Swarm Control 2
Strategy when unsealed queen cells are found during a routine inspection

Snelgrove's Method II - Procedure when the queen can be found.
Snelgrove's Method II
Unsealed queen cells are
seen and the queen found.
Into a new brood box place the queen, all the brood frames with their bees, and all frames with queen cells. Make up the box with spare frames.
In the original box place the combs without brood with their bees, and one comb of sealed brood (no grubs or eggs).
Rebuild the hive with the Snelgrove board below the top box with gate 1 open to allow the foragers to return to the lower box.
The bees in the top box loose their foragers and start to destroy the queen cells.
The queen in the top box starts to lay eggs.

On day 5 closing gate 1 and opening gate 2 ensures foragers augment the colony in the lower box. Open gate 3; new foragers learn to use this entrance. Close gate 2 in the late evening.

On day 6 or 7 the queen is found; she and the frame she is on are returned to the lower box.
The bees in the top box will now start to make new queen cells. If it is judged that there might not be sufficient bees to provide enough royal jelly, these cells may be destroyed. Or used to make nucs as described on the previous page.

Alternatively all queen cells can be destroyed and a queen cell from a breeder queen introduced with a view to requeening the colony below later in the season.
Snelgrove's Method II - Procedure when the queen cannot be found
This is not necessarily a problem. Provided it can be ensured that the queen is not on the frames of sealed brood that remains in the lower box. It can be assumed she is in the top box where she is meant to be.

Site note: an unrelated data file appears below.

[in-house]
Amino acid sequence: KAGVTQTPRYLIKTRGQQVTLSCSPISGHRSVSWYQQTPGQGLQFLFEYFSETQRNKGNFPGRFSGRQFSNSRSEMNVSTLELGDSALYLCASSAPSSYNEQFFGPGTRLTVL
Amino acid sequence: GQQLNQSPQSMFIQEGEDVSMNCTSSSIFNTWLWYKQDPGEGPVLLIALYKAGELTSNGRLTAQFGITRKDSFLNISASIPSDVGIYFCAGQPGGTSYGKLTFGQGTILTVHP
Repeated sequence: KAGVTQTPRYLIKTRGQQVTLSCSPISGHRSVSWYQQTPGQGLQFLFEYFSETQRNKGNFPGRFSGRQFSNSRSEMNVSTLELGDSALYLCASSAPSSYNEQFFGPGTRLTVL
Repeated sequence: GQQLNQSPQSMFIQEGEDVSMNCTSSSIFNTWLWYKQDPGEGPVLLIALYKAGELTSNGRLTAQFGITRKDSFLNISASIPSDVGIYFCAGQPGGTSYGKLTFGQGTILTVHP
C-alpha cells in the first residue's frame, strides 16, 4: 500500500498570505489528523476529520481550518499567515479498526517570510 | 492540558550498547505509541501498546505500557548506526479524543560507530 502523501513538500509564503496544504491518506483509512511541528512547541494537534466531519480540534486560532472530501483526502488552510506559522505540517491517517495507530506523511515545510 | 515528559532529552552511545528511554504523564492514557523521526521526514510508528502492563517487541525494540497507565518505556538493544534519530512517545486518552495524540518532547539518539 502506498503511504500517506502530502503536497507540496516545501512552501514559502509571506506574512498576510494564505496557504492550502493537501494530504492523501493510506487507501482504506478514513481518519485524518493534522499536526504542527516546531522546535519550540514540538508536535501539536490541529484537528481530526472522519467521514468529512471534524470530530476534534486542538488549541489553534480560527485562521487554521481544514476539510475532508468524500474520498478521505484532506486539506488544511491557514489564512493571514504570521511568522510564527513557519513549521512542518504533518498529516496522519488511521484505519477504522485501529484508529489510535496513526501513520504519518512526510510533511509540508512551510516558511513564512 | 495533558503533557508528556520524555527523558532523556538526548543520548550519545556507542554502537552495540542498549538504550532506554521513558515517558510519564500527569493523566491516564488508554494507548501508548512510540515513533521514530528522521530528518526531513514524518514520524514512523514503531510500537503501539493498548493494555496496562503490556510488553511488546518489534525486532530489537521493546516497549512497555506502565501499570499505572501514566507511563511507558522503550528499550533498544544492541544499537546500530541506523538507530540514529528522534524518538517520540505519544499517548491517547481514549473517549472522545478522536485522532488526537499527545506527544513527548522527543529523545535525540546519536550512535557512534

On day 6 when the queen is returned to the lower box it will be much easier to find her especially if she is marked as the top box will be depleted of bees.
Snelgrove discovered his Method II by accident. He found unsealed queen cells before the colony had swarmed. He put the box with the brood and queen cells above the supers intending to do a conventional swarm control procedure, leaving the queen in the box below. However, in some cases he found that the queen had forced herself through the queen excluder and joined the brood and bees in the top box. Surprisingly he discovered that the bees started to destroy the queen cells on their own volition.

The Method essentially separates the queen and brood and house bees from the foragers so that the colony loses the ability to swarm.

In the final part of the procedure after the queen is returned to the box below a choice can be made as what to do with the bees in the top box.
Queen cells might be constructed in the top box from the newly laid eggs. It could be that these might produce inferior queens owing to the lack of nurse bees. In this case these queen cells should be destroyed. However, a queen cell from a breeder queen could be introduced with a view to requeening the colony in August.
If no increase is required, further gates changes can be make say at 5 day intervals to put the new foragers into the box below. When all the brood has emerged the top box can be removed.
Conventional Artificial Swarm Method
The Snelgrove board can also be used when it is desired to carry out the Artificial Swarm Method when unsealed queen cells are found during a routine inspection. In this case the queen cells are used to produce one, two or, three nucs.

If the queen cells are close to sealing, then it is important that the procedure is carried out at once and not to chance waiting for the following day when a queen cell might in the meanwhile have been sealed. Once this happens the bees go into swarm mode and will swarm eventhough the sealed queen cell is removed.
Artificial Swarm
Unsealed queen cells are seen and the queen found.
The queen and the frame of brood she is on is put into a new brood box. The box is filled with drawn frames with some stores.

The original box containing the frames with the queen cells is put over a Snelgrove board above the supers. A gate to the side is left open. Foraging bees will leave the top box and join the queen in the box below.

Depending on how many new queens are wanted, the top box can be divided to form 1, 2, or 3 nucs.
If only one new queen is required the top box is left undivided. After the new queen has mated, eggs might be seen after about 14 days.

This colony can now be left to build up. It can be used to replace the old queen below or separated later in the season as a new colony.
Next page: Swarm Control 3.
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